Thanks,
- J
It's not a matter of what can or can't be accomplished. It's a matter of how much time you have in conjunction with your willingness, and budget.

Robin2

Does this essentially mean that a servo can memorize it's "exact" position while a stepping motor only memorizes it's steps ( phases )? I'll have to research the internal feedback of a servo and how it can be used to my advantage.
I already dealt with this in your other Thread.

...R
Two or three hours spent thinking and reading documentation solves most programming problems.

buildafriend

Robin,

The other thread title does not Match this title. Thought the material is similar it is not the same. Like the power supply being repeated twice, please don't convolute this material.

Best,
- J
It's not a matter of what can or can't be accomplished. It's a matter of how much time you have in conjunction with your willingness, and budget.

buildafriend

I'm learning that servos are better for this project due to parts counts and prices of steppers, also servos know their rotary locations. I still have more research to do one the feedback loops that were mentioned above.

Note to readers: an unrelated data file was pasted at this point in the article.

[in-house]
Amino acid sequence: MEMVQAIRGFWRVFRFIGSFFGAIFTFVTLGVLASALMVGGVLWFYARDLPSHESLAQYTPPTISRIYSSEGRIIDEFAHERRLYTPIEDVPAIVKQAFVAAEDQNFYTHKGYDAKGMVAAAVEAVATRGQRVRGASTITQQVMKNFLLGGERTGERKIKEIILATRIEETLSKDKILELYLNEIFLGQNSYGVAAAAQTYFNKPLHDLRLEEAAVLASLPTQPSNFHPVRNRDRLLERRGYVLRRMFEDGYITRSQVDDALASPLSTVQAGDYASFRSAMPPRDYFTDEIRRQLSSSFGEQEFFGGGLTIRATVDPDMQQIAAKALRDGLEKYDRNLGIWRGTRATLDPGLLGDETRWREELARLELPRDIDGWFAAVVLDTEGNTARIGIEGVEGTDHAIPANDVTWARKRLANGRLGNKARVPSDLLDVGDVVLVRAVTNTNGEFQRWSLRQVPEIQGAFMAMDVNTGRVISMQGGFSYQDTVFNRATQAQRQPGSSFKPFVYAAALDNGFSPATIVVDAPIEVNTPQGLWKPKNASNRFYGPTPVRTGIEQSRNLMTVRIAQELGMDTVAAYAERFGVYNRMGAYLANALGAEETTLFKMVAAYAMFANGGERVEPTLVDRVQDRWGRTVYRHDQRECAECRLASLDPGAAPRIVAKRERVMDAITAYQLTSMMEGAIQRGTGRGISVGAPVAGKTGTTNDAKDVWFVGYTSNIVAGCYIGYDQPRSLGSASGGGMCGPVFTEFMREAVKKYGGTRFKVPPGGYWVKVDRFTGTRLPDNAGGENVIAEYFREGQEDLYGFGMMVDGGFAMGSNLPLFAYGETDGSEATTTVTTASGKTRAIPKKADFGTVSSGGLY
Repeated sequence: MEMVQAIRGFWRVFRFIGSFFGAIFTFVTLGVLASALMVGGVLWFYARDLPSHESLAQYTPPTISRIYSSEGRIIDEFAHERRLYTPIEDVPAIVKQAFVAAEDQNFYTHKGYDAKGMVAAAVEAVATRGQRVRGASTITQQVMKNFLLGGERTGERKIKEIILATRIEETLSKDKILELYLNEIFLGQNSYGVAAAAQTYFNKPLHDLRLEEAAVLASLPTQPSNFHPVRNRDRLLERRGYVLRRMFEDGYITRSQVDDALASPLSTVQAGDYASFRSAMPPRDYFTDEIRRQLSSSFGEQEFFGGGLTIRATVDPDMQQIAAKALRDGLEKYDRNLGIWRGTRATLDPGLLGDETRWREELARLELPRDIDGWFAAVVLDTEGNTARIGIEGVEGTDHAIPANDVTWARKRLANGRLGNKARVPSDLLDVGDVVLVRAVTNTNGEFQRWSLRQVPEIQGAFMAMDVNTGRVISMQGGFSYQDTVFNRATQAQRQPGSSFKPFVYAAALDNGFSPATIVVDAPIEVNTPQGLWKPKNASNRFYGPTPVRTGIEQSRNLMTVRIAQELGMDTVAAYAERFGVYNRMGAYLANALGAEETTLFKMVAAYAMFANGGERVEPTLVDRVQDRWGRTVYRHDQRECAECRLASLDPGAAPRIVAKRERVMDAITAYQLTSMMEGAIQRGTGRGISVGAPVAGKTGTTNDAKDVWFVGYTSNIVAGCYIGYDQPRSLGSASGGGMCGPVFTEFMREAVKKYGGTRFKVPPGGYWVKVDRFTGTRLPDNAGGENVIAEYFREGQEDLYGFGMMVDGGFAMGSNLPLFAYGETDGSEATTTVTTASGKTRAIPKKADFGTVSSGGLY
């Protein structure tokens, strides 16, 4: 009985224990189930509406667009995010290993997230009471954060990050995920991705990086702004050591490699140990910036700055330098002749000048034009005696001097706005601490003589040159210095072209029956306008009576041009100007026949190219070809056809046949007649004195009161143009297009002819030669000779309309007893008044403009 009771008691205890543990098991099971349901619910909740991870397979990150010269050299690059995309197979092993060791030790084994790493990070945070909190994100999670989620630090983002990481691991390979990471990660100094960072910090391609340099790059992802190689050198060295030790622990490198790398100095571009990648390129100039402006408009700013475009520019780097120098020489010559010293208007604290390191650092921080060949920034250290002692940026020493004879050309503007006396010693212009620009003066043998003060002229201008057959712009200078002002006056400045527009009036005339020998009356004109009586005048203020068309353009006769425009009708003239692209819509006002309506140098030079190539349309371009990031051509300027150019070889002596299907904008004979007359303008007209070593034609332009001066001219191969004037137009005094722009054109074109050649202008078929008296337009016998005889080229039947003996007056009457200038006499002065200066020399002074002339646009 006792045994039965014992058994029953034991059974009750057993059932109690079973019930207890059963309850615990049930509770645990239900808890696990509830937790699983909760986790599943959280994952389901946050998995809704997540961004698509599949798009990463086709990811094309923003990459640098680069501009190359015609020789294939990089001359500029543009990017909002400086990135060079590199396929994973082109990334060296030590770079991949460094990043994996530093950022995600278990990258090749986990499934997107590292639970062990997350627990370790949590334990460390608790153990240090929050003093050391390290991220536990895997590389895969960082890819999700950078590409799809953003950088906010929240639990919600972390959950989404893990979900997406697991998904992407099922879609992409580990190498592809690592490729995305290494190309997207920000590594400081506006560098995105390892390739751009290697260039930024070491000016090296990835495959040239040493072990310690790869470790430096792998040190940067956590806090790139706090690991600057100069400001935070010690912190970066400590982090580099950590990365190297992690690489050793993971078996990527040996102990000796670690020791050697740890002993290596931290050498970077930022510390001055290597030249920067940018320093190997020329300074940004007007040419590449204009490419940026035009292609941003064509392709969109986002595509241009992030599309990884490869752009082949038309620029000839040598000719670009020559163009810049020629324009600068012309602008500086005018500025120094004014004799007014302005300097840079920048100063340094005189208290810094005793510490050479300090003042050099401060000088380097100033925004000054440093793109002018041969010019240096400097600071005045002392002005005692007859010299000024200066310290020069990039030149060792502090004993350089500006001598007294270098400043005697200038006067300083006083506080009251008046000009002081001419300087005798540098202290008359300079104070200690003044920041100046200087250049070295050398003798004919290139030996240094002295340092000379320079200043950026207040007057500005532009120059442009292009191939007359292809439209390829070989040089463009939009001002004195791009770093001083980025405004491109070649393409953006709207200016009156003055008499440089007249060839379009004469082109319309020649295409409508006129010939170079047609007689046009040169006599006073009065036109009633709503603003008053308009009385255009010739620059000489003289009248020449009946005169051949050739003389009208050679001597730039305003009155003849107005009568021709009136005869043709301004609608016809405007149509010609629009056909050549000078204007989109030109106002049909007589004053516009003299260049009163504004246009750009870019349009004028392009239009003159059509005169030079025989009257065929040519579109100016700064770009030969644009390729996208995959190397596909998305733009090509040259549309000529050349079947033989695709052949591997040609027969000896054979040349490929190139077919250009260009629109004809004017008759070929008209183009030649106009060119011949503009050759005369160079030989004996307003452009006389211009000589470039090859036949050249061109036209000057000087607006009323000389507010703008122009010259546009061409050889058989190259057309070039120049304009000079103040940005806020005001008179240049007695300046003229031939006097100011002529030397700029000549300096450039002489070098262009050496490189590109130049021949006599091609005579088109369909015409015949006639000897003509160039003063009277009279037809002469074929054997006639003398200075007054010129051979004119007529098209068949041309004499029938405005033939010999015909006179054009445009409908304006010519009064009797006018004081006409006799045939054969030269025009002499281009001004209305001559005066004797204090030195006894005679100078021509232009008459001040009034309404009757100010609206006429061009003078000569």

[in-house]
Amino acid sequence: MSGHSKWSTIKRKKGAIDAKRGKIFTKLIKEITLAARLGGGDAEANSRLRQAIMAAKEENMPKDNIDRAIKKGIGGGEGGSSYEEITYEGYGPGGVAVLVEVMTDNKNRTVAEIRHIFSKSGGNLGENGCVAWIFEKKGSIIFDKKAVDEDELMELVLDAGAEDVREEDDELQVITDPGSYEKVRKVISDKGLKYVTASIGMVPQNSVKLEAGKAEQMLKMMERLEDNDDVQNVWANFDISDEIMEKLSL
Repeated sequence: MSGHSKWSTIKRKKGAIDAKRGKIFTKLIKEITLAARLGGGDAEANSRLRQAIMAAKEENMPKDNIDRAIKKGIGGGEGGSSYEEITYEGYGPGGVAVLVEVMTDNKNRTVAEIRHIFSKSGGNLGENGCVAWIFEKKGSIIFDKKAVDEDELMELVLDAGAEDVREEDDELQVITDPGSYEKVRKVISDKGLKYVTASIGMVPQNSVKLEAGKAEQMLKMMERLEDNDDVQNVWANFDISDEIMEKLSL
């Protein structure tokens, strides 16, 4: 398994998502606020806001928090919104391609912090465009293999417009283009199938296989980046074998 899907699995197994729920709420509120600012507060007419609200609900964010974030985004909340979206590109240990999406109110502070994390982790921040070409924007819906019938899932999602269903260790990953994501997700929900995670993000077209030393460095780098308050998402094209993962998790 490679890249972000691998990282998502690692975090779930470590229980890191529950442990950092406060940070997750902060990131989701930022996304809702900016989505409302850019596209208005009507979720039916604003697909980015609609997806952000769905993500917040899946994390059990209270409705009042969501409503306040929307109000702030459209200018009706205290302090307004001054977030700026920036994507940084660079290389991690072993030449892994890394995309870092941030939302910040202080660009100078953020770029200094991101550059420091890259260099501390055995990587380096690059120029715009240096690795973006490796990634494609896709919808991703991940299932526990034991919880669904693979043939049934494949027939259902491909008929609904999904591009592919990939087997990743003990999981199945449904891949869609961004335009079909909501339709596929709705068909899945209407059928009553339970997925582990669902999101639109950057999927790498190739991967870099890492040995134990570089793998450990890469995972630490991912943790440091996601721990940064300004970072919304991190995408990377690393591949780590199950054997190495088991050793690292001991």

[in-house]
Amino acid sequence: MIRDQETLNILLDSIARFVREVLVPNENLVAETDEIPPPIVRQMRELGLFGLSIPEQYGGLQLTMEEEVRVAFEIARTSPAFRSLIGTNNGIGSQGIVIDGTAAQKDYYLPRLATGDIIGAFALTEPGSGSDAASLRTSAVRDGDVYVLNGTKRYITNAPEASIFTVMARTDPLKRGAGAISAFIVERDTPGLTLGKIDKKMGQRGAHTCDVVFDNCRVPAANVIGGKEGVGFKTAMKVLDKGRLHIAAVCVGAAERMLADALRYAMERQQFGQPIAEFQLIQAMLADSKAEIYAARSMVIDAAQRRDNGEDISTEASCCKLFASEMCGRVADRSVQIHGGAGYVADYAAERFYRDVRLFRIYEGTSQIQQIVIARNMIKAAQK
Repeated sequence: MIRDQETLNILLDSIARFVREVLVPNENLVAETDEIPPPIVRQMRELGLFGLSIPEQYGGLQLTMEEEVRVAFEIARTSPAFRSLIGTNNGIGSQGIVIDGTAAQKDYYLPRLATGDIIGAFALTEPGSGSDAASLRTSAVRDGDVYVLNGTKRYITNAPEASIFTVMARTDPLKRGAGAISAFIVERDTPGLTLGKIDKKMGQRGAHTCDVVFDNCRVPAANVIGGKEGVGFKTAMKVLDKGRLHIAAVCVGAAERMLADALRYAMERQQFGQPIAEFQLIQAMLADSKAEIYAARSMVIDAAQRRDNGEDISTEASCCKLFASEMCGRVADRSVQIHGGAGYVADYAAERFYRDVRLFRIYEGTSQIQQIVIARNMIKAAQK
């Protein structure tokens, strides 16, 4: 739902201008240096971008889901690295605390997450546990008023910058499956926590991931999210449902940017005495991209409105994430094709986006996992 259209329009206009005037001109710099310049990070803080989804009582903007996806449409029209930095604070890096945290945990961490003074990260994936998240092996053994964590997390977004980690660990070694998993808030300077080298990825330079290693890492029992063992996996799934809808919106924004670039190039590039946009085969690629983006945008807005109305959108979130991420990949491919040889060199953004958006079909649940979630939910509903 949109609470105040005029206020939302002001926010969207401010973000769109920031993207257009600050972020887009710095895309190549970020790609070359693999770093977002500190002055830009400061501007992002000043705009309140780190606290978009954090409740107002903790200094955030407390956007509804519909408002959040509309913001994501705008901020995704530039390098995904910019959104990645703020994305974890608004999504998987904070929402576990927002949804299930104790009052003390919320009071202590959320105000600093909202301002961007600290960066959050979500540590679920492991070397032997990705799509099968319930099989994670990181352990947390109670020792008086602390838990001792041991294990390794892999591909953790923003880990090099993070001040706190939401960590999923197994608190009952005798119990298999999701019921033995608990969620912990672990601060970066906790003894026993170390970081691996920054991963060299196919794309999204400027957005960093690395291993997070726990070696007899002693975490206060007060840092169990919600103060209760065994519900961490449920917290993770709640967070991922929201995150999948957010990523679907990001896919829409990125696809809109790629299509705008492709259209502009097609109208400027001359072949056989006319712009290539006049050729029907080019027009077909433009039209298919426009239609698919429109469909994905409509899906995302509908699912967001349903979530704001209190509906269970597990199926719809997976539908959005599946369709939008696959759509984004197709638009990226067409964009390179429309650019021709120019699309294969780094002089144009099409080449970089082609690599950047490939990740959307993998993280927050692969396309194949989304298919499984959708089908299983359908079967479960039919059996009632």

Now for researching servos. Does anyone know of any servos they might advise for use with this project?
It's not a matter of what can or can't be accomplished. It's a matter of how much time you have in conjunction with your willingness, and budget.

buildafriend

Maybe this? It would still need the correct spindle attachment/s.


https://www.sparkfun.com/products/9347
It's not a matter of what can or can't be accomplished. It's a matter of how much time you have in conjunction with your willingness, and budget.

Robin2

Robin,

The other thread title does not Match this title. Thought the material is similar it is not the same. Like the power supply being repeated twice, please don't convolute this material.
Then how about asking the Moderator to lock the other Thread and concentrate everything here from now on?

...R
Two or three hours spent thinking and reading documentation solves most programming problems.

buildafriend

Does anyone have any information on using DC brush motors in a way that can be used for recalling and going back it's previous positions? I recently saw one being used for the above situation and I found it intriguing.
It's not a matter of what can or can't be accomplished. It's a matter of how much time you have in conjunction with your willingness, and budget.

Robin2

Does anyone have any information on using DC brush motors in a way that can be used for recalling and going back it's previous positions?
You are not providing enough information. For example,
  • how fast will the output shaft be rotating?
  • what is the maximum number of degrees through which it will rotate?
  • how accurately does it need to achieve a position (+/- how many degrees)?
  • and anything else that you know and we don't


...R
Two or three hours spent thinking and reading documentation solves most programming problems.